Penang, one of the northernmost states in Malaysia, is located at the northwest coast of Peninsular Malaysia. Penang is the second smallest state in area after Perlis. The 1048 km2 state is divided into two parts, Penang Island which has Georgetown as its administrative city and Seberang Perai as mainland region. In the early 16th century, the minor unoccupied island was visited by Portugese traders who were observing for fresh water supplies. The island then was recognized as "Pulo Pinaom". During that time, the island was part of the Kedah Sultanate. Since the 17th century, Kedah have been sending "Bunga Emas" (Gold Flowers) to Siam (Thailand) as a greeting of the Siam King's sovereignty. The Dutch conquered the Far East spice trade and the British too needed to establish themselves in the area and create better trade relations with this part of the world. In 1771, the Sultan of Kedah offered Captain Francis Light the island of Penang in return for security from the Siamese and Burmese armed forces who were continually intimidating Kedah. Light was asked by the East India Company based in Madras to acquire Pulau Pinang to set up a base to mend British navy ships and as a trading post for trade between China, India and the archipelago. In 1786, Francis Light acted as middleman in securing Penang from Sultan Abdullah of Kedah in return for a promise of British protection from his enemies. The Sultan of Kedah was not aware that Light had proceeded without the endorsement of his chiefs when making the proposition. In 1790, Sultan Abdullah formed an army to get rid of the Dutch and the English after the Company had unsuccessful to deliver military defence when Kedah was attacked by Siam. The first settlement in Penang was at the present Esplanade area which was a swampy, malaria infected area at that time. Fort Cornwallis, the island's main defence was located at the same area. The township was named George Town after the King George III of Britain. Four original streets of George Town were Beach Street, Light Street, Pitt Street (now Masjid Kapitan Keling Street) and Chulia Street, all of which still form the main thoroughfares of the modern city. In 1805, Penang was elevated from a colonial status to that of a Residency. A new Governor, the honourable Philip Dundas was appointed into office. His assistant secretary was Thomas Stamford Raffles, the future founder of Singapore in 1819. In 1832, under the British administration in India, the Straits Settlements comprising the states of Malacca, Singapore and Penang was formed. Penang became its capital but in 1935 Singapore took over as capital of the Straits Settlements. In 1905 the first hydro-electric scheme in Penang was completed, giving the island her first electricity. Penang got its first electric tramway in 1906. By mid-20th century, other modes of transport such as rickshaws, bullock carts and horse-carts gradually disappeared from the roads of Penang. The Second World War broke out on December 8, 1941. Penang was attacked by the Japanese and the British fled to Singapore leaving the island defenceless. The people of Penang live in fear and fled to the interior to spurt from ruthless Japanese army. Fortunately, many of Georgetown's historic building were fundamentally untouched by the joined bombings. After World War II, the Straight Settlements were dissolved and Penang became part of Malayan Union, before it became part of Federation of Malaya in 1948. Malaya gained independence in August 31, 1957 and Penang was one of its 13 part states. Penang was officially known as Negeri Pulau Pinang. Georgetown, which has the oldest municipal history in the country, was accorded City status by Queen Elizabeth II on 1st January 1957. (Visit Penang, 2010)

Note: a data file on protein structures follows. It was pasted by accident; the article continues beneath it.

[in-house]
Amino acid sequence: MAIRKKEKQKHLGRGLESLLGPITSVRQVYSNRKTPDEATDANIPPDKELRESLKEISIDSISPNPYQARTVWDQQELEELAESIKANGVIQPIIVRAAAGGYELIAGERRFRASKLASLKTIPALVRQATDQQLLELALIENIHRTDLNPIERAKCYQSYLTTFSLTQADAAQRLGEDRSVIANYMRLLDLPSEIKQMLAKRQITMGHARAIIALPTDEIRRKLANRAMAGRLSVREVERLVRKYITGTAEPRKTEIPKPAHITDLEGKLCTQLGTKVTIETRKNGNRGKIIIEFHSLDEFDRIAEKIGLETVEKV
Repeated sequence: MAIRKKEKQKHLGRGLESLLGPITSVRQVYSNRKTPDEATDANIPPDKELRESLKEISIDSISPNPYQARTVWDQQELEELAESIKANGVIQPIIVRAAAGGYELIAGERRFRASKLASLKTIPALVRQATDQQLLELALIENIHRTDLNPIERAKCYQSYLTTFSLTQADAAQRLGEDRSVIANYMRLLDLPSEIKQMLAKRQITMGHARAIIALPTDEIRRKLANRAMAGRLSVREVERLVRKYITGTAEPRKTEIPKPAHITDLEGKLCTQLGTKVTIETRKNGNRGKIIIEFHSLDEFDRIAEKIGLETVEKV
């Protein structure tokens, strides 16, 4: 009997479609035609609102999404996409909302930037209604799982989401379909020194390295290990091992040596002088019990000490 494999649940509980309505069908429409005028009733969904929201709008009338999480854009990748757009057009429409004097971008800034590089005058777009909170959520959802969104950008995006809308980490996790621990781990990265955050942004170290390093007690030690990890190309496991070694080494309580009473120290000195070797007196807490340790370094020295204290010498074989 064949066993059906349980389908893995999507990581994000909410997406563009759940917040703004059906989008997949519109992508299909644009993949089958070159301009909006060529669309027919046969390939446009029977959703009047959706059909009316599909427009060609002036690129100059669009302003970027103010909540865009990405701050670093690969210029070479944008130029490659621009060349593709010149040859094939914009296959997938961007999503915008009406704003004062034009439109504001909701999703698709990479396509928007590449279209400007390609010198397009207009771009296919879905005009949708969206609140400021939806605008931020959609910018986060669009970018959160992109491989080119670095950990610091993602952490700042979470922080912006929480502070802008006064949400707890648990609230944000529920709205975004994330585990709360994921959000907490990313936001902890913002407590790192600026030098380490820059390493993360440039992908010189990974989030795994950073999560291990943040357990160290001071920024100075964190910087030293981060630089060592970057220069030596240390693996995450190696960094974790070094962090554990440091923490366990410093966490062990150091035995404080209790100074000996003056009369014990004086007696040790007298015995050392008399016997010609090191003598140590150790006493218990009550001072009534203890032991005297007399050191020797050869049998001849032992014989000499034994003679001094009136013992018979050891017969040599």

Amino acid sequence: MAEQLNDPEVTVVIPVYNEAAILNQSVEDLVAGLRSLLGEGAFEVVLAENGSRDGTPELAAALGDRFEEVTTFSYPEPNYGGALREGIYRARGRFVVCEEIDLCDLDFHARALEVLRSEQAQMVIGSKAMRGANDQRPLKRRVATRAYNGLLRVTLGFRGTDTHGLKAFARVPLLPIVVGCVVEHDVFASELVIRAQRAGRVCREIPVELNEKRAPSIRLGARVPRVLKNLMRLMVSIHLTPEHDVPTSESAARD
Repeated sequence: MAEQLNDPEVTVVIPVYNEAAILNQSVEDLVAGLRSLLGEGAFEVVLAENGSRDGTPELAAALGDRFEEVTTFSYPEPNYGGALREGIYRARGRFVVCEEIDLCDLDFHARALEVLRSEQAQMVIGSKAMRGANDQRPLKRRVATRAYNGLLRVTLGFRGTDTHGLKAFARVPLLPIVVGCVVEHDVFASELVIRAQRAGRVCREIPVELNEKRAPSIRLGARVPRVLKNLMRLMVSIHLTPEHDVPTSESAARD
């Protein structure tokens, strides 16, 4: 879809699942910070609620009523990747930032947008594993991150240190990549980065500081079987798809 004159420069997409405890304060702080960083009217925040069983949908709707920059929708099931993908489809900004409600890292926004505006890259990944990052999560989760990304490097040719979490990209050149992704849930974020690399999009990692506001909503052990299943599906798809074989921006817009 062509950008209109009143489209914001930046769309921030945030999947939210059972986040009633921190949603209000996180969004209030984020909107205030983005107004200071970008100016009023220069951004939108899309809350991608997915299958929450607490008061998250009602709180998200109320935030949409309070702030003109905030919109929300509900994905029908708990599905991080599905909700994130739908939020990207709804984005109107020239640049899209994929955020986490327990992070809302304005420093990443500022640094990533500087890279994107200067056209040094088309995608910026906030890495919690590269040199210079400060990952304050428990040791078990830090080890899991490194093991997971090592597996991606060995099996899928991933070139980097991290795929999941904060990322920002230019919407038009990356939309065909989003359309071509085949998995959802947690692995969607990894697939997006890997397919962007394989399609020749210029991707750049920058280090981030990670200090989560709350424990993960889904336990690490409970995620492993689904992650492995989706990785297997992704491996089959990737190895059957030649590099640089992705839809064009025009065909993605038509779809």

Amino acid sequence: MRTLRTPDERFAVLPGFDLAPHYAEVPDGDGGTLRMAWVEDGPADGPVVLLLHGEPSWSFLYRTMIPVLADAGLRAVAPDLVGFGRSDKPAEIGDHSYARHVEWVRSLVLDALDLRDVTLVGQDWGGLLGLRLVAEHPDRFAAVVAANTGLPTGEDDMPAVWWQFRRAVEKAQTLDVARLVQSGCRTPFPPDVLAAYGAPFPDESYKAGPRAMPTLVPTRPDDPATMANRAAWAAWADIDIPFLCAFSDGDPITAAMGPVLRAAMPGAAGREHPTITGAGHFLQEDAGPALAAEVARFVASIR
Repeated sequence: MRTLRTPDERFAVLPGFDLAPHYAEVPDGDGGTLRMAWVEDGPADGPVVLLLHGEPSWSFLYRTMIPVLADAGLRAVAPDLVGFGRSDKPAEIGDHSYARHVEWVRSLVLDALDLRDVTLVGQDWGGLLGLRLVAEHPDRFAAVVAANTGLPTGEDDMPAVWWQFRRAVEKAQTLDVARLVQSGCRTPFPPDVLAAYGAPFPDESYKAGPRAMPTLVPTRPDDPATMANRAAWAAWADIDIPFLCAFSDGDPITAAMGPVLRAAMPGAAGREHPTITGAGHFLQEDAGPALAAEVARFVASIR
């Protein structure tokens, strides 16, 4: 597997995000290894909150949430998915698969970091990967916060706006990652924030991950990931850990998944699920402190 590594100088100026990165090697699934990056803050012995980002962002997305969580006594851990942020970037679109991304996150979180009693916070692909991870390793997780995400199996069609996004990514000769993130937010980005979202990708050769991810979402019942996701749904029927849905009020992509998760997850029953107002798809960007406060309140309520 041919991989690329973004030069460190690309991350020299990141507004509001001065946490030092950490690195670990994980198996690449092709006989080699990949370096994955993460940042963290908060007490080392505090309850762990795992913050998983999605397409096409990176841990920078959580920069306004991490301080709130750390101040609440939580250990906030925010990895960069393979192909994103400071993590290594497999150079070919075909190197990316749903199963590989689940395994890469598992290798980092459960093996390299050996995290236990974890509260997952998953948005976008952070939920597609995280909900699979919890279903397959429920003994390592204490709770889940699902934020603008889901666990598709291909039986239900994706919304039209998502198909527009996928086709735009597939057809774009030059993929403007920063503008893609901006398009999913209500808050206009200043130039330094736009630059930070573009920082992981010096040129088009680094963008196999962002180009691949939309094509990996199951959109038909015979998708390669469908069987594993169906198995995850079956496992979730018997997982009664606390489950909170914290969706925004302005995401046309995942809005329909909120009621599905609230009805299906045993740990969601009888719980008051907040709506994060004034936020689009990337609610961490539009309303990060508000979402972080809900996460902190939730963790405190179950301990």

3.2. Timeline of Georgetown City

16th century: Portuguese cruised to small island named as "Pulo Pinaom".

17th century: Sultan Kedah presented British of Penang as in return to protect Kedah from Siamese and township was named Georgetown after King George the Third.

18th century: After Francis Light incapable to protect Kedah and died because of Malaria, Penang was run by Philips Dundas.

20th century: During 1942, Penang was attacked by Japanese and it became part of Malayan Union and during 1st January 1957 Penang was officially known as Negeri Pulau Pinang.

21th century: Penang is one of the famed islands in South-East Asia and also known as "Pearl of the Orient". It is well-known for its culture, food and heritage

3.3. History of Pre-war terraces and Shophouses in Georgetown

The shop houses terms were already mentioned during early 1884 and during 1793. Fracis Light also mentioned shop houses as it belonging to Chee Ean Chinaman. Shop house is a modern terrace house characteristic of Asian towns from the 18th - 20th century. The shop house usually incorporates a shop or business premise on the ground floor while the family resides on the top floor, providing both convenience and security. The shophouse may also be used totally as dwelling quarters.

Shophouses are built in rows and each row is arranged in blocks contained within a grid of main roads, backlanes and side roads. A shophouse is usually two or three storeys high and is long and narrow, sharing a 'party' wall with neighbours on either side. Each row of shophouses is adjoined by a continuous sheltered five-foot way and a decorative façade which reveals a historical style. The Penang shophouse is a perfect example of a green building, using materials that are locally available (lime, clay stone and timber) and suited to local geology and weather conditions. A shophouse also possesses architectural features such as air vents and air well that help with natural ventilation and cooling. (Jeffrey Chan, 2013)